I can only briefly touch on one's first impressions of Rome. The seven hills hardly rise to the height one expects, but that is due to the gradual filling up of the valleys which separated them. The old walls, including those of the Kingly period, are splendid examples of Roman work, great masses of tufa rock set without mortar, no less than thirteen miles in circuit, with twenty gates. The Tiber, such a much bigger river than I expected, with its course of three miles within the city walls; the buildings of mediæval and modern Rome, alike in one respect, in the love of the gigantic, which seems to have been always characteristic of Roman architecture; the immense proportions and solidity of such ancient buildings as the Baths of Caracalla, and Diocletian, the aqueducts, page 247and the Pantheon; the peculiar tenacity and toughness of old Roman brick and concrete has defied the tooth of time.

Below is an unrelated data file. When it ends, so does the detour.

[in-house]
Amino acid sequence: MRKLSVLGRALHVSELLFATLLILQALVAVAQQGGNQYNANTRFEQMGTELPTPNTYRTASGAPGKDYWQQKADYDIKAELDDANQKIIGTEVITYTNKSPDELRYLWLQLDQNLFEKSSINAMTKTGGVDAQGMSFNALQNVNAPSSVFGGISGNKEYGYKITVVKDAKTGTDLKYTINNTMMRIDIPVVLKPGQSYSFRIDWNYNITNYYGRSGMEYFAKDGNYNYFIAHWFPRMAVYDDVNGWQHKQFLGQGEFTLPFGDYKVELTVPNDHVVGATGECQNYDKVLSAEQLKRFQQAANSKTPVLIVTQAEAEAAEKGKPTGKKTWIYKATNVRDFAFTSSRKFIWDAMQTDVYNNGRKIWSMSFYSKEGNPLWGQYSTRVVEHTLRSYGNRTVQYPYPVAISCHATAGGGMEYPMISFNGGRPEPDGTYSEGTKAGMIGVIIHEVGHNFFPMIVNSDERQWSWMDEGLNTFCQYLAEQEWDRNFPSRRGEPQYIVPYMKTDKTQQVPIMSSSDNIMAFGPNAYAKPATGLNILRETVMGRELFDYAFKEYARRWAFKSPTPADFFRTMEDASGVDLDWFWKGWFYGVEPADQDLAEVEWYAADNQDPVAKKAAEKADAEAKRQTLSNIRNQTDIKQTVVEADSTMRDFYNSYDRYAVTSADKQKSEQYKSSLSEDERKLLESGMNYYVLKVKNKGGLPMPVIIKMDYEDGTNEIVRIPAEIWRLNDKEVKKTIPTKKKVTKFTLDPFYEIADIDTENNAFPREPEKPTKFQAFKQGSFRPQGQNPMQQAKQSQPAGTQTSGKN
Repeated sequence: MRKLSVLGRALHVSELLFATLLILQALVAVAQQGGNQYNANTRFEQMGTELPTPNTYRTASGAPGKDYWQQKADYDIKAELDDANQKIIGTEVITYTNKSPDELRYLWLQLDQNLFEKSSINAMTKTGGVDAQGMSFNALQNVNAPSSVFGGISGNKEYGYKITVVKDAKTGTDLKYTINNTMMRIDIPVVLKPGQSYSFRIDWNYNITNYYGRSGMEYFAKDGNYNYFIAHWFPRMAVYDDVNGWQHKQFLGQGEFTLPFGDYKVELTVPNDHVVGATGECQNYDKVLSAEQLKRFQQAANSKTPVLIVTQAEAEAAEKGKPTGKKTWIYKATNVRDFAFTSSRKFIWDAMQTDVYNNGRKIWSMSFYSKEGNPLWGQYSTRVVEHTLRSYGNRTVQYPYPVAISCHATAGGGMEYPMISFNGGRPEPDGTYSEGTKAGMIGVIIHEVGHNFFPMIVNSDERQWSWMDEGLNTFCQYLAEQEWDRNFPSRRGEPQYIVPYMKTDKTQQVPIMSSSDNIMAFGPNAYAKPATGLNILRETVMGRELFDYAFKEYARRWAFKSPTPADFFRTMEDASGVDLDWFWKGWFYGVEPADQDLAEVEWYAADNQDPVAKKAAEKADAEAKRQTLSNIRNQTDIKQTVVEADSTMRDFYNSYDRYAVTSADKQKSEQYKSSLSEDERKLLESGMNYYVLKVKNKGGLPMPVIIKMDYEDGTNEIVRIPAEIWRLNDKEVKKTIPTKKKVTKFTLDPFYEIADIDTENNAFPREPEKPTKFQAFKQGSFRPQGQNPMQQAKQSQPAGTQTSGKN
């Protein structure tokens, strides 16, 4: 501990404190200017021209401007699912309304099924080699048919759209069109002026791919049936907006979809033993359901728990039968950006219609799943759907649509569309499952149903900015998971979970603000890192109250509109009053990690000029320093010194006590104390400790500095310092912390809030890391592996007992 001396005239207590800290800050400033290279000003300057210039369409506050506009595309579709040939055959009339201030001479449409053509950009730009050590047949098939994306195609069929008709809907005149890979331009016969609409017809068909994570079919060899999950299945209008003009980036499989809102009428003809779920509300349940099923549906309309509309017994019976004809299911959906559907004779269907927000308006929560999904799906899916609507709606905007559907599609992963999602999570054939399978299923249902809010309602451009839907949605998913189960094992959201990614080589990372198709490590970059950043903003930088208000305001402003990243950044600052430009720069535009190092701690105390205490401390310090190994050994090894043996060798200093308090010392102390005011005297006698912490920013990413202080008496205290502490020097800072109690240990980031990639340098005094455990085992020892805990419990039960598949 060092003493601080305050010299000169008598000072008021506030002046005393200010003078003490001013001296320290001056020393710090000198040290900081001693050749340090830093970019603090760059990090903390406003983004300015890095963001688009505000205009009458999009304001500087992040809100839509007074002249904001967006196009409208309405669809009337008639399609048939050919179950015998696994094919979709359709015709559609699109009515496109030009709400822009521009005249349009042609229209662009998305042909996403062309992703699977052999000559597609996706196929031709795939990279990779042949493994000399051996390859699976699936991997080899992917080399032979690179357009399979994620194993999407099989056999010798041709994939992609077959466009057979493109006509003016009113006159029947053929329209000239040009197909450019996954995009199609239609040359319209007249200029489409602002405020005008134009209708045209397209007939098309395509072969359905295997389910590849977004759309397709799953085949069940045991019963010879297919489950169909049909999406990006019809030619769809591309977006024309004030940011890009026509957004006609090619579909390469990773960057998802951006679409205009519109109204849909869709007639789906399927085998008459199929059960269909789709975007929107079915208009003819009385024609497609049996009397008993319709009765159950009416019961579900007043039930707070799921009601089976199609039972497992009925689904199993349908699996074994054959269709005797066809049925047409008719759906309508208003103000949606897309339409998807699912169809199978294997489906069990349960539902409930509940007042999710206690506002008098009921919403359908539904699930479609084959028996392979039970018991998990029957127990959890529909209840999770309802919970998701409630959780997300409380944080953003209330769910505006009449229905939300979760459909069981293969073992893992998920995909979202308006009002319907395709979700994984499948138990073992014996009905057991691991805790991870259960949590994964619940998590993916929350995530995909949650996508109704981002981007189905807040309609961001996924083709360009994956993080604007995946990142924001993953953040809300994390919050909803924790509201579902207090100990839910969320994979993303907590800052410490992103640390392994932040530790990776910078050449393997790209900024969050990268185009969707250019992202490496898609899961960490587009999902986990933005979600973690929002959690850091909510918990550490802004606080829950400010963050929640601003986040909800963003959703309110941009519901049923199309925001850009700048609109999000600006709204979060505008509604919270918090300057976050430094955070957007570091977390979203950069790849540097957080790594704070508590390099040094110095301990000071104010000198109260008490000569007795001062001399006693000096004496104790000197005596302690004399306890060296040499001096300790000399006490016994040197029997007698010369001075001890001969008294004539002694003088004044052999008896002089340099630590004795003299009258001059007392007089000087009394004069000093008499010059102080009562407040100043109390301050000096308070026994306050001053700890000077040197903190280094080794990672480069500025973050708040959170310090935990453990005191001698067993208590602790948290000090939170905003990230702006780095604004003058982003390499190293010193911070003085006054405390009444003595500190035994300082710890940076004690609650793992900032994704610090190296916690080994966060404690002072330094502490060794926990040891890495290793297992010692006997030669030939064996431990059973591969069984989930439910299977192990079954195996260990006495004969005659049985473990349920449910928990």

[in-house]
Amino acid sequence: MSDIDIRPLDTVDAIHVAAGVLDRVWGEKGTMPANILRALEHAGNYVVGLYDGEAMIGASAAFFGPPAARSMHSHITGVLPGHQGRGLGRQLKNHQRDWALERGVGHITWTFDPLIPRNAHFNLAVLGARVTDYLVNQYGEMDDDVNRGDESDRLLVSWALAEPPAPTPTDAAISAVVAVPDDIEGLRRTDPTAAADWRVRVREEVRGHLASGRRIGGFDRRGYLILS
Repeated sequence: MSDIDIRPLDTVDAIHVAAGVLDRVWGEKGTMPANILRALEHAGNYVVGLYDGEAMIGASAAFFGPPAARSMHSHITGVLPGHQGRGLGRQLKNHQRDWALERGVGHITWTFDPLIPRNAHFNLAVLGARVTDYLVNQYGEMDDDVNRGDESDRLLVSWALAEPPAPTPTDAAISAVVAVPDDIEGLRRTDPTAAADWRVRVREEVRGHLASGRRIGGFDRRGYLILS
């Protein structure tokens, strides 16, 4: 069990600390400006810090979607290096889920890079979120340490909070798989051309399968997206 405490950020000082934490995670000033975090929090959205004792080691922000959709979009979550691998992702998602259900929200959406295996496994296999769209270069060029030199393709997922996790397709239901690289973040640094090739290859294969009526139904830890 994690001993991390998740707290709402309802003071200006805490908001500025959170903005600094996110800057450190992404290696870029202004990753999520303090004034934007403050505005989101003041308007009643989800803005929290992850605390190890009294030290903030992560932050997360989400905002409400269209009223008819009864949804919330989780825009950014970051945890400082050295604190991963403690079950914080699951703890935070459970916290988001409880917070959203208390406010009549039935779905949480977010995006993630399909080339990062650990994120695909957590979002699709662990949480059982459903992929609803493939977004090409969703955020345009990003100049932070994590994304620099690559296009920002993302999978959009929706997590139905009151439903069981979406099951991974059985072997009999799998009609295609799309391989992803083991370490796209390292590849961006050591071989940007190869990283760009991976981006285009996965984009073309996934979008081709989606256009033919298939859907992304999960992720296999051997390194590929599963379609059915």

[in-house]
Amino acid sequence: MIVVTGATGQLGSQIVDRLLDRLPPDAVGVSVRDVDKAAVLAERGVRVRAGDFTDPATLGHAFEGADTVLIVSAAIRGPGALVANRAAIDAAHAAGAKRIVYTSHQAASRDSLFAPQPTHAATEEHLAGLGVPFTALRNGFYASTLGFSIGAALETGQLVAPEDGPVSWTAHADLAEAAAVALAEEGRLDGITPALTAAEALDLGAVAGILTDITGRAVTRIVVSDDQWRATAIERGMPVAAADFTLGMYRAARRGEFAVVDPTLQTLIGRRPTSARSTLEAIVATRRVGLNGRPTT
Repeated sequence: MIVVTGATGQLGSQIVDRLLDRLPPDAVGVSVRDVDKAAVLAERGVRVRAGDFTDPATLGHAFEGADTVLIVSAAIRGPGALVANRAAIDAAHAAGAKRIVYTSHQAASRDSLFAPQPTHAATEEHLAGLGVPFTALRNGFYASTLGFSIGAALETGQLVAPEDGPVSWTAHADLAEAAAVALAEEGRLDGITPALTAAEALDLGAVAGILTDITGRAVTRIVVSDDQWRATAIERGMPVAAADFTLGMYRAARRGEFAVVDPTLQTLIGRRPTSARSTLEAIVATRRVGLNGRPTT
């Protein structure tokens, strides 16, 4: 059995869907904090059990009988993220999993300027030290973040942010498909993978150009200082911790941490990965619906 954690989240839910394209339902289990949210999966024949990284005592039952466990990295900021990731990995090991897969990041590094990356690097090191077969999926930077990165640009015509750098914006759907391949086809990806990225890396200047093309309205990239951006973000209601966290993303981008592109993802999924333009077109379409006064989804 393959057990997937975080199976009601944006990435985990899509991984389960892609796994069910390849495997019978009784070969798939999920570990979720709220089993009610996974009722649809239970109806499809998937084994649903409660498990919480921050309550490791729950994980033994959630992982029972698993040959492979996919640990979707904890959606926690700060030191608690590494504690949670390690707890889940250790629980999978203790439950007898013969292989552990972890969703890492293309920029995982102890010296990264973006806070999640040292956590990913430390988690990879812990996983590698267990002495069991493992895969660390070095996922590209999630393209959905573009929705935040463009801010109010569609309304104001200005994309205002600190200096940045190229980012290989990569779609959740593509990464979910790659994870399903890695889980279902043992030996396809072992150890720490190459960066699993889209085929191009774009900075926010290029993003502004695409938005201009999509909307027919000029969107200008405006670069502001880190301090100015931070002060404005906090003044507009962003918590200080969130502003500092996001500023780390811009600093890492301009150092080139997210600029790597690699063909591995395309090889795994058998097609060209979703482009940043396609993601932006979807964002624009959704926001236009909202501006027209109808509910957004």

I confess I was rather disappointed with St. Peter's. At a distance the dome is perfect and seems to dominate the whole landscape. Approaching the building its vast size is dwarfed by the ungainly proportions of the facade, with its columns one hundred feet in height. Inside, also, it takes time to realize its vast extent. The arches of the nave are so few in proportion to the length of the church, resting on such massive piers that one's eye is deceived, until you note in the distance the diminutive size of people walking about. There is a glorious view of Rome and the neighbourhood from the top of the dome, of which I managed to get a fairly good sketch.